And the strangest thing.. After these mysterious signals shoot your model down they invariably vanish as quickly as they appeared so that by the time you walk to the crashed plane everything is working fine again... funny that!
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Old Oct 29, 2012, 12:24 AM
I think I'm inverted. Maybe.
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Can't help it:

I'm having trouble with the radar, sir (1 min 38 sec)
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Old Oct 29, 2012, 06:46 AM
Taranis Tyro...
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Originally Posted by cyclops2 View Post
K BC company sells 2.4 giga equipment part 90 of FCC requirements. super hih power that will reach out 3 to 130 miles in good conditions. Federal, state, local, Police ,fire, Bombsquads & anybody else can apply for the station license to operate.

You now realize that triple triple secret agencies can do what ever they want with any transmission frequencies & power levels they can afford. If their beam meets your receiver antenna. Glitch that is not recoverable in time. Yet after the crash has everything working fine again.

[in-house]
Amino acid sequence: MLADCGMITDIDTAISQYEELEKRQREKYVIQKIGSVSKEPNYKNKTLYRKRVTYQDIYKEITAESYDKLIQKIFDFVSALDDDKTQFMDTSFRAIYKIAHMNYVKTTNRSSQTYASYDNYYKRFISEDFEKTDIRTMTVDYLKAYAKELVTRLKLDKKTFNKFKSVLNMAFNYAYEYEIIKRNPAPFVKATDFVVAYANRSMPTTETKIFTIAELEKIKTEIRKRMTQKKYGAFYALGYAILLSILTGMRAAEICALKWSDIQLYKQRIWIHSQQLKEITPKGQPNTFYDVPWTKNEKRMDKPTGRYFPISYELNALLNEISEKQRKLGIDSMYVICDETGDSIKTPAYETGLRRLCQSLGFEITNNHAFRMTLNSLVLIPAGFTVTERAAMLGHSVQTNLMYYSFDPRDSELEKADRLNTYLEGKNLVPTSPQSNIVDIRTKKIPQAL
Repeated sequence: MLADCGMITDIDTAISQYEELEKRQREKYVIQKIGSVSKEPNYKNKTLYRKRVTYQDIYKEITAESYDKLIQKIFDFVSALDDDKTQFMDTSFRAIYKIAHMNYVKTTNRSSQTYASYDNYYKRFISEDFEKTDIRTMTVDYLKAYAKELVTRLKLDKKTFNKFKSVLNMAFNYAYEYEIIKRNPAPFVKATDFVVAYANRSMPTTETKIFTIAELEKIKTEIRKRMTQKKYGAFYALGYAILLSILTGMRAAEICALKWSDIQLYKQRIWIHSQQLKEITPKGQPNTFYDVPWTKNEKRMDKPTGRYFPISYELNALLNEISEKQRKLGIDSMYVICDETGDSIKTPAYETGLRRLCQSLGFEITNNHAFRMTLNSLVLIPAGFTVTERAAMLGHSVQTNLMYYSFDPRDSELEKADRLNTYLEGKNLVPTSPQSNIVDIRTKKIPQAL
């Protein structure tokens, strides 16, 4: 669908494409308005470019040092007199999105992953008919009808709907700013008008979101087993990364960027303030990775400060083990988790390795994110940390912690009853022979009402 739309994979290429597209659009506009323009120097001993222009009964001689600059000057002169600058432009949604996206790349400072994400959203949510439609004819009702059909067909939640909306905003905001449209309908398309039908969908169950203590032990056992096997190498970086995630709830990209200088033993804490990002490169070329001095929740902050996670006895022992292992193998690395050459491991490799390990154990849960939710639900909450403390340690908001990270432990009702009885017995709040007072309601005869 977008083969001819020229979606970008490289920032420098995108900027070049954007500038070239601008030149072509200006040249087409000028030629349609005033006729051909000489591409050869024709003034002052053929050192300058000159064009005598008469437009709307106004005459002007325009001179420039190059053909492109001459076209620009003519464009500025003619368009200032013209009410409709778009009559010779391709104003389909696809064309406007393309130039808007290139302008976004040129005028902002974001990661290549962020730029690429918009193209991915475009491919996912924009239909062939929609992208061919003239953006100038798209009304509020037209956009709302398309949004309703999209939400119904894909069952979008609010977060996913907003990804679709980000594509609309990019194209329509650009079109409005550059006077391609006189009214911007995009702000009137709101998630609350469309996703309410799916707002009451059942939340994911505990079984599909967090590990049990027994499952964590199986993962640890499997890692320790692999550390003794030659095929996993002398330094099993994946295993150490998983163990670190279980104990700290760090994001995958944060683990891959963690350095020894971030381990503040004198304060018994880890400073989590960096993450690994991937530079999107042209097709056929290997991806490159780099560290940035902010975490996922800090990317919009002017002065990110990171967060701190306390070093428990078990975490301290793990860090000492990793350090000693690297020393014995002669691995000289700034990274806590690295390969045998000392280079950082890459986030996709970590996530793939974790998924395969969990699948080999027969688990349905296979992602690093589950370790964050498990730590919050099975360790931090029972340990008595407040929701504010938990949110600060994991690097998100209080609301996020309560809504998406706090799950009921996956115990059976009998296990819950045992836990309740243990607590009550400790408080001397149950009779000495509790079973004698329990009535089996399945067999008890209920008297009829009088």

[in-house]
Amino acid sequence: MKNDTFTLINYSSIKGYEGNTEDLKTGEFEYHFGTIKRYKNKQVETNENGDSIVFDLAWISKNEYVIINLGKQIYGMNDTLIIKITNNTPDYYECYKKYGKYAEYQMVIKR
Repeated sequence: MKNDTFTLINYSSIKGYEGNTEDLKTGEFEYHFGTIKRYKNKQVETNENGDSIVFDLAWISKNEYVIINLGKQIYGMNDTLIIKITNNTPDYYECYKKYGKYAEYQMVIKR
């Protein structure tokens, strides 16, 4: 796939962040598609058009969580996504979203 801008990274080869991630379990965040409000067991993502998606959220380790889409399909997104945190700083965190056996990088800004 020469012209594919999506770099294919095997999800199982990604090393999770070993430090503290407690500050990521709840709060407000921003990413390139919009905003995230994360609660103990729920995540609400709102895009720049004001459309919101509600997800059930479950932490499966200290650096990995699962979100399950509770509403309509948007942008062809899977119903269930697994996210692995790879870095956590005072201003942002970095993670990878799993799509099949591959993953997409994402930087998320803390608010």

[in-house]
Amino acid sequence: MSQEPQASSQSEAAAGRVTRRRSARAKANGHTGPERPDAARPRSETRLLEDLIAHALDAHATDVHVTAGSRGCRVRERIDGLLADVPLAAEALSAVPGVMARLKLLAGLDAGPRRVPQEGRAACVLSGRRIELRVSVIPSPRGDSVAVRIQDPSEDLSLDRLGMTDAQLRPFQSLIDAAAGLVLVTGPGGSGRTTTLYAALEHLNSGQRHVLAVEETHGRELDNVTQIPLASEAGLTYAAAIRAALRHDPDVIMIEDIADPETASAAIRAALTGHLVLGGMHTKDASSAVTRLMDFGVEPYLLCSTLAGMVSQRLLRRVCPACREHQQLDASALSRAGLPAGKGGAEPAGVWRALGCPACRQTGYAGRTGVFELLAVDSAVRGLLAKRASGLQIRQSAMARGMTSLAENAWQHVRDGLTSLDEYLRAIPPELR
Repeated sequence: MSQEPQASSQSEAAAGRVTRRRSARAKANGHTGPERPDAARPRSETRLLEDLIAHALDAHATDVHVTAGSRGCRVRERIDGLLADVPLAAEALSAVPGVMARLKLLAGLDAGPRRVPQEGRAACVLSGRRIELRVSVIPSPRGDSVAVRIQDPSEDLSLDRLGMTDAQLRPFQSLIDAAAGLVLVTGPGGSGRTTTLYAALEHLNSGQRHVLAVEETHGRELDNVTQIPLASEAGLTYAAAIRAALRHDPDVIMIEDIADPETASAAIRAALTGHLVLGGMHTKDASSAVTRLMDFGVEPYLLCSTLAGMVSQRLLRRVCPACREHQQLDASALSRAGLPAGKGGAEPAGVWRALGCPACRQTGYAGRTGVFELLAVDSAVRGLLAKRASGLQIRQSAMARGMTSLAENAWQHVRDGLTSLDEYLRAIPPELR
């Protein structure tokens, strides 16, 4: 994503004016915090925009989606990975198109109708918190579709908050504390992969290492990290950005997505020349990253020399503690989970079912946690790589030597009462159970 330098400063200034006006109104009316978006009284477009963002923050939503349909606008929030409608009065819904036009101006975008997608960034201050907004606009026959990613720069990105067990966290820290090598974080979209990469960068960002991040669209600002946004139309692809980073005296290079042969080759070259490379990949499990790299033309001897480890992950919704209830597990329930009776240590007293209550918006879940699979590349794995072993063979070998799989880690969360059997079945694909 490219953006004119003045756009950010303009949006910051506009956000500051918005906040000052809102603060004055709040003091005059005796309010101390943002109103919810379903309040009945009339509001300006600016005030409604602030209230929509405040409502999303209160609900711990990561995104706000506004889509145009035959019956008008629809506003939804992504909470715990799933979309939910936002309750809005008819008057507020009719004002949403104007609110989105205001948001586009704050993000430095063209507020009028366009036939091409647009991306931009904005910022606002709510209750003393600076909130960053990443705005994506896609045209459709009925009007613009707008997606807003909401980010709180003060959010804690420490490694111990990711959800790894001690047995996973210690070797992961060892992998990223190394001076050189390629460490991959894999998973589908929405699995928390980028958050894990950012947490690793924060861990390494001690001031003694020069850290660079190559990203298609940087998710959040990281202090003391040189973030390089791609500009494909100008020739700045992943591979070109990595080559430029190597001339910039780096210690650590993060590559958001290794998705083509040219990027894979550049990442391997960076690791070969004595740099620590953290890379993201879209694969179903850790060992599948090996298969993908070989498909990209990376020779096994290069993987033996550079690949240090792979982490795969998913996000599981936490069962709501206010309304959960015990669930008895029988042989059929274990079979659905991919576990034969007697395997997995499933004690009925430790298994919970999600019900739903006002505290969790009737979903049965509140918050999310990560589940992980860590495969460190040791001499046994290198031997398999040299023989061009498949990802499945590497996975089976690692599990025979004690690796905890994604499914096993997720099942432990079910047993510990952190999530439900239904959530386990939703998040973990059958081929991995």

...and yet despite this hundreds of thousands of modellers manage to operate 2.4GHz systems from every brand without issue every week. Why? Because in the real world the cross-band interference you speak of is somewhere between incredibly rare and non-exixtent - I've never seen it, and I suspect 99.99% of modellers haven't either (the model boats example Andy cited is the only time I've heard of something like that, so I think we should consider it the exception that proves the rule!).

So what is important in the real world? Resistance to narrowband interference (be that from other TXs or other commercial/consumer kit that operates in the 2.4 waveband). The good news is that the hopping functionality of all the latest 2.4 systems renders them far superior to the older 35/72MHz kit, which has zero capability in that respect - if something intereferes with your frequency, you're going down. Even DSM2 (which just grabs two free frequencies when switched on) give an order of magnitude better resilience. And remember, we've already proved in this thread that the authorities you are so worried about also have plenty of kit that operates in the MHz band too.